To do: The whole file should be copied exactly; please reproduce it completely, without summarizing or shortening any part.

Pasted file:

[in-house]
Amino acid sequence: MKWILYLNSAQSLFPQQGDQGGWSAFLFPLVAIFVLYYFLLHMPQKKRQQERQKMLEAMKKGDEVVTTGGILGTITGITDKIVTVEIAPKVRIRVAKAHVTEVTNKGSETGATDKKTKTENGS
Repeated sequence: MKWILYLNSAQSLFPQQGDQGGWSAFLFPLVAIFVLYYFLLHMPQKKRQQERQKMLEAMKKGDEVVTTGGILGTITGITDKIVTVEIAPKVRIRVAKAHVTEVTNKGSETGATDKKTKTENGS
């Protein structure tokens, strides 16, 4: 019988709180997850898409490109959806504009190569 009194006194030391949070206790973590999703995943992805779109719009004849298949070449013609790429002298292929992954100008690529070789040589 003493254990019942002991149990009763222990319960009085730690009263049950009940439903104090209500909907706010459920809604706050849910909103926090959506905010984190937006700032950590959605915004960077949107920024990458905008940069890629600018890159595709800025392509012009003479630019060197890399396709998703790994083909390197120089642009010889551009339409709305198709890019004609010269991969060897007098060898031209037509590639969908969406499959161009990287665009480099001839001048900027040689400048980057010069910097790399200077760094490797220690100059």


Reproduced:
[in-house]
Amino acid sequence: MKWILYLNSAQSLFPQQGDQGGWSAFLFPLVAIFVLYYFLLHMPQKKRQQERQKMLEAMKKGDEVVTTGGILGTITGITDKIVTVEIAPKVRIRVAKAHVTEVTNKGSETGATDKKTKTENGS
Repeated sequence: MKWILYLNSAQSLFPQQGDQGGWSAFLFPLVAIFVLYYFLLHMPQKKRQQERQKMLEAMKKGDEVVTTGGILGTITGITDKIVTVEIAPKVRIRVAKAHVTEVTNKGSETGATDKKTKTENGS
């Protein structure tokens, strides 16, 4: 019988709180997850898409490109959806504009190569 009194006194030391949070206790973590999703995943992805779109719009004849298949070449013609790429002298292929992954100008690529070789040589 003493254990019942002991149990009763222990319960009085730690009263049950009940439903104090209500909907706010459920809604706050849910909103926090959506905010984190937006700032950590959605915004960077949107920024990458905008940069890629600018890159595709800025392509012009003479630019060197890399396709998703790994083909390197120089642009010889551009339409709305198709890019004609010269991969060897007098060898031209037509590639969908969406499959161009990287665009480099001839001048900027040689400048980057010069910097790399200077760094490797220690100059």